The State Department released preliminary findings of a new environmental impact study surrounding the controversial Keystone XL pipeline on Friday, but made no clear recommendation as to whether the the pipeline should be held up for environmental or economic reasons. Published March 1, 2013

**FILE** Rebels from al Qaeda-affiliated Jabhat al-Nusra wave their brigade flag on Jan. 11, 2013, as they step on the top of a Syrian air force helicopter at a Taftanaz air base in Idlib province in northern Syria that was captured by the rebels. (Associated Press/Edlib News Network)

Kerry announces aid package of meals, medicine for Syrian rebels

The leader of Syria's main opposition group sought to allay Western fears Thursday that terrorists have infiltrated the rebel movement in the war-torn nation, as U.S. officials touted a new plan to ship meals and medical supplies — but not weapons — to those fighting to overthrow President Bashar Assad. Published February 28, 2013

** FILE ** In this Nov. 27, 2012, file photo, President Obama meets with Mexican President-elect Enrique Pena Nieto in the White House, setting the stage for boosting relations between the nations. (Associated Press)

Energy links seen boosting U.S. ties to Mexico

A senior Obama administration official voiced optimism about future growth in the economic relationship between the U.S. and Mexico, stressing that energy sector ties between the two nations have "enormous potential for progress." Published February 28, 2013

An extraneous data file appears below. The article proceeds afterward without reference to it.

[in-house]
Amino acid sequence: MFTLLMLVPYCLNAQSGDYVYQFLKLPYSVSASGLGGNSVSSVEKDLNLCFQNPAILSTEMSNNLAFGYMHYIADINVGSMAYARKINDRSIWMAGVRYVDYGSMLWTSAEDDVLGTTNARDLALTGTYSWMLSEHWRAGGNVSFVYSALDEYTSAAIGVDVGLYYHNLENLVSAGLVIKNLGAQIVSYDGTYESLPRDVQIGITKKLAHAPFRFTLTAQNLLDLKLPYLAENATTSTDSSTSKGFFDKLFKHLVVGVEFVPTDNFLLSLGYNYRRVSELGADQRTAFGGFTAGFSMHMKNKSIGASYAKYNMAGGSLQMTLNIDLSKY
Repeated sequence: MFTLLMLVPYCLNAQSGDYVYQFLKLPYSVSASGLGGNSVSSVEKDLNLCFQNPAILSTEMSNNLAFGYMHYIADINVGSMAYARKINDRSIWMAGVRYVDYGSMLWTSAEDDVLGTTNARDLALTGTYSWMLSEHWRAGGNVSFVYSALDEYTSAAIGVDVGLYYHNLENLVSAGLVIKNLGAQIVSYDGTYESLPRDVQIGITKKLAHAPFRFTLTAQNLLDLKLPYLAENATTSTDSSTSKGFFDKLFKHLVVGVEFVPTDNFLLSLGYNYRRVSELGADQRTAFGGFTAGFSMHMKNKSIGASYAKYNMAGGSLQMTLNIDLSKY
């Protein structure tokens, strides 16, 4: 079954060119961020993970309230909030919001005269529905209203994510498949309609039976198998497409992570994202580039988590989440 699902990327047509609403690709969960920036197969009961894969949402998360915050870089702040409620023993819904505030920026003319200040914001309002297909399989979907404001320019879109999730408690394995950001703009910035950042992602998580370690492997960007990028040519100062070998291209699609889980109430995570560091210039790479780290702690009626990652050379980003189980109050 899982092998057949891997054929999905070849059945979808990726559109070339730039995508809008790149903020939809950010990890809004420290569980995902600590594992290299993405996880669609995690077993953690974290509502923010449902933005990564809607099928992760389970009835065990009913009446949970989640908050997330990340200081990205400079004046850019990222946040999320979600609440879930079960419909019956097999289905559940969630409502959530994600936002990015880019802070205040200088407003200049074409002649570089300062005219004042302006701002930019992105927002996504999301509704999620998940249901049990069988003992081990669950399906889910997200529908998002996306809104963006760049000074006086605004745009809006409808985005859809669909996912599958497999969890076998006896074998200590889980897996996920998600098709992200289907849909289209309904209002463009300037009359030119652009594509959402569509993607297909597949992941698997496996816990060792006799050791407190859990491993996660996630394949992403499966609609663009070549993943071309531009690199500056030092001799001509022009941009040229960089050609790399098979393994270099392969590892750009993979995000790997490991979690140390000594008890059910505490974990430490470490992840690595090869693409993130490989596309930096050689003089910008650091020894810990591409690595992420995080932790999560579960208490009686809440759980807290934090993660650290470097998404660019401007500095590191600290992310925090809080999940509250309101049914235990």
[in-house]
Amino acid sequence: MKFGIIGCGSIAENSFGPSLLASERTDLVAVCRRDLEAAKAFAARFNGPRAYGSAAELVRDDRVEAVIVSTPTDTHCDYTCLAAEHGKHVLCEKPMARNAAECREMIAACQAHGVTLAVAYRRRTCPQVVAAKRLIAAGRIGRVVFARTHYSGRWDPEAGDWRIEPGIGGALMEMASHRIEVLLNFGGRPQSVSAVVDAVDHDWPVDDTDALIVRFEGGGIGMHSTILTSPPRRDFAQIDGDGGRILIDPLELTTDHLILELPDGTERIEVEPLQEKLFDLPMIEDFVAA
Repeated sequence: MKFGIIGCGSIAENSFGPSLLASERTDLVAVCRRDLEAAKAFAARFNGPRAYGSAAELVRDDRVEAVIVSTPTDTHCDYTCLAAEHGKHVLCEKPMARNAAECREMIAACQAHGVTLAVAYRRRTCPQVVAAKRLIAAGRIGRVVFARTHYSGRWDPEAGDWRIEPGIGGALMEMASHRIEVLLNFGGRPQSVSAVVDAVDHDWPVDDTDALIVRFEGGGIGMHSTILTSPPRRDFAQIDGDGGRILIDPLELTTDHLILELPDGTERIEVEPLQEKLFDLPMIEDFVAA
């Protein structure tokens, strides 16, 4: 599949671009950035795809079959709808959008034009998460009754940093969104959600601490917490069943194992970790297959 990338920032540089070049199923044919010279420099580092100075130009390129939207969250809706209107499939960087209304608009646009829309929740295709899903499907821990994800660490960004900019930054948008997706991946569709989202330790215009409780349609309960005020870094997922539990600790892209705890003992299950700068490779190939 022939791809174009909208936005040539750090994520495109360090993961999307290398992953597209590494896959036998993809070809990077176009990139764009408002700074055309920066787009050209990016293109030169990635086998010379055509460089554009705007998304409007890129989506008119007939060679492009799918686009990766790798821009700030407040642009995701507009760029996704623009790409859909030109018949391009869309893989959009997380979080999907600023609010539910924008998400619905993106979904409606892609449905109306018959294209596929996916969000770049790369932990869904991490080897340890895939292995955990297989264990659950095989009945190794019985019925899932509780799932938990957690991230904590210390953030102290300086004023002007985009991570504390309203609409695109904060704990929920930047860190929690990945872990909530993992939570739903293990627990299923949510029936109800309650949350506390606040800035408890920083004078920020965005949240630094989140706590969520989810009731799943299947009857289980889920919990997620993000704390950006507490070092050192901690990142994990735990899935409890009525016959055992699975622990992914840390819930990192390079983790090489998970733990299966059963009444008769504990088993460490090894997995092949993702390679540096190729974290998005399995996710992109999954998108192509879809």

House Democrat’s bill would expand U.S. role in Syria

The U.S. and several European allies reportedly are warming to the idea of shipping nonmilitary aid to rebels fighting in Syria, but one top Democratic lawmaker plans to introduce a bill that would go further by authorizing arms transfers to those fighting to oust Syrian President Bashar Assad. Published February 27, 2013

** FILE ** In this Saturday, Dec. 29, 2012, photo, Free Syrian Army fighters fire at enemy positions during heavy clashes with government forces, in the Salaheddine district of Aleppo, Syria. Activists say Syrian rebels have captured an oil pumping station in the north central province of Raqqa about 160 km east of Aleppo after days of fighting. (AP Photo/Abdullah Al-Yasin)

Dem lawmaker prepares bill to allow Obama direct arms sales to Syrian rebels

One of the top Democratic lawmakers on foreign policy is preparing to introduce a bill that would authorize President Obama to begin sending arms directly to rebels fighting to overthrow Syrian President Bashar Assad — legislation that would open the way for significantly deeper U.S. involvement in Syria's bloody civil war. Published February 27, 2013

Iran's Supreme National Security Council Secretary and chief nuclear negotiator Saeed Jalili answers a question during a final news conference in Almaty, Kazakhstan, Wednesday, Feb. 27, 2013. (AP Photo/Pavel Mikheyev)

Bipartisan bill builds pressure to halt Iran nuclear program

Despite the biting divide between Republicans and Democrats on almost all other fronts, two key House lawmakers announced a bipartisan bill Wednesday to boost sanctions on Iran, trying to prevent it from acquiring a nuclear weapon. Published February 27, 2013

Partisan political drama puts ‘Asia pivot’ in jeopardy

A senior State Department official told Congress on Tuesday that the partisan political drama unfolding around Washington's current budget fight does not bode well for the Obama administration's "Asia pivot." Published February 26, 2013

U.S. and Chinese national flags are hung outside a hotel Nov. 7, 2012, during a U.S. Presidential election event, organized by the U.S. Embassy in Beijing. (Associated Press) ** FILE **

State Department: Sequester fight hurting 'Asia pivot' effort

A senior State Department official told Congress Tuesday that the partisan political drama unfolding around Washington's current budget fight does not bode well for the Obama administration's so-called "Asia pivot." Published February 26, 2013